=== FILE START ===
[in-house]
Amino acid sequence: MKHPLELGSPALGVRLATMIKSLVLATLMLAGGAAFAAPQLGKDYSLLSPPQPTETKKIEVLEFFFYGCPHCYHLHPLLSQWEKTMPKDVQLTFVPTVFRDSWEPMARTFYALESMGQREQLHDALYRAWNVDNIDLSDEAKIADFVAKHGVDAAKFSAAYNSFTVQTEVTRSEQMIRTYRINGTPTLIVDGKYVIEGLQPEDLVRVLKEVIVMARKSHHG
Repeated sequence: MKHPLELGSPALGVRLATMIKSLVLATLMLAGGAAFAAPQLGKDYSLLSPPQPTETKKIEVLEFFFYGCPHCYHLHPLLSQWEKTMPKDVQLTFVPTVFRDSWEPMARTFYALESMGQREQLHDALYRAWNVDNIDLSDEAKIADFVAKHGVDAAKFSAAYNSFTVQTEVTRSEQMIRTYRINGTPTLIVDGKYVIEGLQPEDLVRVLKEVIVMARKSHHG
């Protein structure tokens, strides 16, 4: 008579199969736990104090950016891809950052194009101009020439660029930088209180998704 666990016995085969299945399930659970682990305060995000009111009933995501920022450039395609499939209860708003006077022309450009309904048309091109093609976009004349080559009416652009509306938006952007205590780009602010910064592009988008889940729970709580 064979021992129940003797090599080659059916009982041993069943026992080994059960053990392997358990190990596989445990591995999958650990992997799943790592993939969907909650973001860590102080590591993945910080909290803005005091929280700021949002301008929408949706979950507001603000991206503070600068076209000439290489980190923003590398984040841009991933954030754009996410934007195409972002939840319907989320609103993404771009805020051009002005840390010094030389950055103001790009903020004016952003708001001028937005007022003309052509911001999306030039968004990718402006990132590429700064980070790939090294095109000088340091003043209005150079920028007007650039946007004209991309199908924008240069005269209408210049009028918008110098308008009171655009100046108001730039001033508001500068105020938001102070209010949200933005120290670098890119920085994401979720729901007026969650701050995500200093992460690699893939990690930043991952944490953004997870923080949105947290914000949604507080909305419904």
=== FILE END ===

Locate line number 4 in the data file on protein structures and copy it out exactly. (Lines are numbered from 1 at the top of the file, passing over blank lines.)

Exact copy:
């Protein structure tokens, strides 16, 4: 008579199969736990104090950016891809950052194009101009020439660029930088209180998704 666990016995085969299945399930659970682990305060995000009111009933995501920022450039395609499939209860708003006077022309450009309904048309091109093609976009004349080559009416652009509306938006952007205590780009602010910064592009988008889940729970709580 064979021992129940003797090599080659059916009982041993069943026992080994059960053990392997358990190990596989445990591995999958650990992997799943790592993939969907909650973001860590102080590591993945910080909290803005005091929280700021949002301008929408949706979950507001603000991206503070600068076209000439290489980190923003590398984040841009991933954030754009996410934007195409972002939840319907989320609103993404771009805020051009002005840390010094030389950055103001790009903020004016952003708001001028937005007022003309052509911001999306030039968004990718402006990132590429700064980070790939090294095109000088340091003043209005150079920028007007650039946007004209991309199908924008240069005269209408210049009028918008110098308008009171655009100046108001730039001033508001500068105020938001102070209010949200933005120290670098890119920085994401979720729901007026969650701050995500200093992460690699893939990690930043991952944490953004997870923080949105947290914000949604507080909305419904």